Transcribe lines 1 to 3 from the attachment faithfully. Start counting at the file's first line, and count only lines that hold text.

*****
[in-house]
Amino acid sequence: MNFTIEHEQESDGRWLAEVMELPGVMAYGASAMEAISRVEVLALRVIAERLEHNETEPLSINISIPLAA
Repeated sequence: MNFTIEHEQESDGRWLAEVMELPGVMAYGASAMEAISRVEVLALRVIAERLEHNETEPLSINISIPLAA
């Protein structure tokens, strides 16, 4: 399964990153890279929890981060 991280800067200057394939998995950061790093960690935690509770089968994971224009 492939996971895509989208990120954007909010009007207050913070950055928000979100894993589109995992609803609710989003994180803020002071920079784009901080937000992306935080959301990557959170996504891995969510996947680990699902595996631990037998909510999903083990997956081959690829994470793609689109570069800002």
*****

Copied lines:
[in-house]
Amino acid sequence: MNFTIEHEQESDGRWLAEVMELPGVMAYGASAMEAISRVEVLALRVIAERLEHNETEPLSINISIPLAA
Repeated sequence: MNFTIEHEQESDGRWLAEVMELPGVMAYGASAMEAISRVEVLALRVIAERLEHNETEPLSINISIPLAA